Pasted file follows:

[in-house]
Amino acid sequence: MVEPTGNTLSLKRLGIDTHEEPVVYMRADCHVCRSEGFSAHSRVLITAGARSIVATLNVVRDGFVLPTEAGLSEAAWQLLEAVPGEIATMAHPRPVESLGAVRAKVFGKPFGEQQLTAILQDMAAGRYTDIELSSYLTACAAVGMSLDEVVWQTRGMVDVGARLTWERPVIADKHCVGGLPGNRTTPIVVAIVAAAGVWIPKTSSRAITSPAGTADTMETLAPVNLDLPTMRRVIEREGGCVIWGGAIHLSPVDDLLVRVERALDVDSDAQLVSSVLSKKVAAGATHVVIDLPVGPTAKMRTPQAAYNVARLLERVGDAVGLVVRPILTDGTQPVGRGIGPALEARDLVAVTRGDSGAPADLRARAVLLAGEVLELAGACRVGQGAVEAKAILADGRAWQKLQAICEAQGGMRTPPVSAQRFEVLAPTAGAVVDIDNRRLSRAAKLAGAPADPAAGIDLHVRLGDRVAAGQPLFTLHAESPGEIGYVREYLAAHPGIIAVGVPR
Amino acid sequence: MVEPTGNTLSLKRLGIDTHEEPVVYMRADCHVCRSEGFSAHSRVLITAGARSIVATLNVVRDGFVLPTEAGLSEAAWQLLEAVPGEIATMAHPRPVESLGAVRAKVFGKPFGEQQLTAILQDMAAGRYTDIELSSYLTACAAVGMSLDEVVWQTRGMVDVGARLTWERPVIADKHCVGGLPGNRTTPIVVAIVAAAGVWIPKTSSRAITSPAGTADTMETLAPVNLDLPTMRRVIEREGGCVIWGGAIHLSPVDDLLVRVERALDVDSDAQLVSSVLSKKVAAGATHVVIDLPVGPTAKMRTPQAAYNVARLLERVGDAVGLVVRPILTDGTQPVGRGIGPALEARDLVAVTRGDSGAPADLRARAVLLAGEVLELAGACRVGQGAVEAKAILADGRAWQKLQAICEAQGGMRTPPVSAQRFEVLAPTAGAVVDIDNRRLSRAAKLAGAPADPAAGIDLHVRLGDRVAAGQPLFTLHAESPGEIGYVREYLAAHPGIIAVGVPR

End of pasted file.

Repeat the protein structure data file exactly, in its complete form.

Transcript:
[in-house]
Amino acid sequence: MVEPTGNTLSLKRLGIDTHEEPVVYMRADCHVCRSEGFSAHSRVLITAGARSIVATLNVVRDGFVLPTEAGLSEAAWQLLEAVPGEIATMAHPRPVESLGAVRAKVFGKPFGEQQLTAILQDMAAGRYTDIELSSYLTACAAVGMSLDEVVWQTRGMVDVGARLTWERPVIADKHCVGGLPGNRTTPIVVAIVAAAGVWIPKTSSRAITSPAGTADTMETLAPVNLDLPTMRRVIEREGGCVIWGGAIHLSPVDDLLVRVERALDVDSDAQLVSSVLSKKVAAGATHVVIDLPVGPTAKMRTPQAAYNVARLLERVGDAVGLVVRPILTDGTQPVGRGIGPALEARDLVAVTRGDSGAPADLRARAVLLAGEVLELAGACRVGQGAVEAKAILADGRAWQKLQAICEAQGGMRTPPVSAQRFEVLAPTAGAVVDIDNRRLSRAAKLAGAPADPAAGIDLHVRLGDRVAAGQPLFTLHAESPGEIGYVREYLAAHPGIIAVGVPR
Amino acid sequence: MVEPTGNTLSLKRLGIDTHEEPVVYMRADCHVCRSEGFSAHSRVLITAGARSIVATLNVVRDGFVLPTEAGLSEAAWQLLEAVPGEIATMAHPRPVESLGAVRAKVFGKPFGEQQLTAILQDMAAGRYTDIELSSYLTACAAVGMSLDEVVWQTRGMVDVGARLTWERPVIADKHCVGGLPGNRTTPIVVAIVAAAGVWIPKTSSRAITSPAGTADTMETLAPVNLDLPTMRRVIEREGGCVIWGGAIHLSPVDDLLVRVERALDVDSDAQLVSSVLSKKVAAGATHVVIDLPVGPTAKMRTPQAAYNVARLLERVGDAVGLVVRPILTDGTQPVGRGIGPALEARDLVAVTRGDSGAPADLRARAVLLAGEVLELAGACRVGQGAVEAKAILADGRAWQKLQAICEAQGGMRTPPVSAQRFEVLAPTAGAVVDIDNRRLSRAAKLAGAPADPAAGIDLHVRLGDRVAAGQPLFTLHAESPGEIGYVREYLAAHPGIIAVGVPR